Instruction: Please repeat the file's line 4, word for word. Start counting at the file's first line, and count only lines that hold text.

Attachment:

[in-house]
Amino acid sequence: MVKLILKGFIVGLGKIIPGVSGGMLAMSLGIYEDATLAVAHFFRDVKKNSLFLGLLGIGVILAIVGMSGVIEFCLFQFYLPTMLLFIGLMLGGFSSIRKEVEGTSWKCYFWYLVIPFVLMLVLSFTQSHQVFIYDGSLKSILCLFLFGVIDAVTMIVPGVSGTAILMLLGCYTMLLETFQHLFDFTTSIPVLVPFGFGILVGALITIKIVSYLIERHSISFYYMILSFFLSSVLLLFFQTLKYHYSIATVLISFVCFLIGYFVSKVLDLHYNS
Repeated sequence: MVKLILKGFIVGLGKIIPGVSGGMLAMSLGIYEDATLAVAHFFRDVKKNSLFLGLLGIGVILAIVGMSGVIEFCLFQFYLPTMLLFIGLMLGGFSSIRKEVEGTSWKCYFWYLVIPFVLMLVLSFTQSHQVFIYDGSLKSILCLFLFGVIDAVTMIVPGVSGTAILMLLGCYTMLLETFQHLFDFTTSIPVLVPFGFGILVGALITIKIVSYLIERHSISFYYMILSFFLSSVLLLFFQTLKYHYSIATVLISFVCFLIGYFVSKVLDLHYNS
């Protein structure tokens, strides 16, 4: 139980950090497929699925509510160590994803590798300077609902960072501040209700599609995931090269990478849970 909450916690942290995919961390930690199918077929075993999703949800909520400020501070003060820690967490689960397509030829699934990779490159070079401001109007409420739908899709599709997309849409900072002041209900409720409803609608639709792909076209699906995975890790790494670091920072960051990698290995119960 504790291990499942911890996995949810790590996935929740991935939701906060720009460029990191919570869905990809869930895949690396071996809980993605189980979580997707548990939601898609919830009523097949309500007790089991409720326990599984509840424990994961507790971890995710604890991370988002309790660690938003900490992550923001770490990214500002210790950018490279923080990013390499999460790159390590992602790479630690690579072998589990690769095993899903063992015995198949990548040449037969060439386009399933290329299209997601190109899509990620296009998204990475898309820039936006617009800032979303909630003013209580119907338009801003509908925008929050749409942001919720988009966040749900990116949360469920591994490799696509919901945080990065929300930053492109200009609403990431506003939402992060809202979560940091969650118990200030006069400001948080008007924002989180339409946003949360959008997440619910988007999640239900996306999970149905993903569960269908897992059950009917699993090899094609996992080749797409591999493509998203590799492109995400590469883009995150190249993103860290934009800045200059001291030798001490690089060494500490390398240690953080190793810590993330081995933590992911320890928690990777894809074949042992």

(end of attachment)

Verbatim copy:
């Protein structure tokens, strides 16, 4: 139980950090497929699925509510160590994803590798300077609902960072501040209700599609995931090269990478849970 909450916690942290995919961390930690199918077929075993999703949800909520400020501070003060820690967490689960397509030829699934990779490159070079401001109007409420739908899709599709997309849409900072002041209900409720409803609608639709792909076209699906995975890790790494670091920072960051990698290995119960 504790291990499942911890996995949810790590996935929740991935939701906060720009460029990191919570869905990809869930895949690396071996809980993605189980979580997707548990939601898609919830009523097949309500007790089991409720326990599984509840424990994961507790971890995710604890991370988002309790660690938003900490992550923001770490990214500002210790950018490279923080990013390499999460790159390590992602790479630690690579072998589990690769095993899903063992015995198949990548040449037969060439386009399933290329299209997601190109899509990620296009998204990475898309820039936006617009800032979303909630003013209580119907338009801003509908925008929050749409942001919720988009966040749900990116949360469920591994490799696509919901945080990065929300930053492109200009609403990431506003939402992060809202979560940091969650118990200030006069400001948080008007924002989180339409946003949360959008997440619910988007999640239900996306999970149905993903569960269908897992059950009917699993090899094609996992080749797409591999493509998203590799492109995400590469883009995150190249993103860290934009800045200059001291030798001490690089060494500490390398240690953080190793810590993330081995933590992911320890928690990777894809074949042992």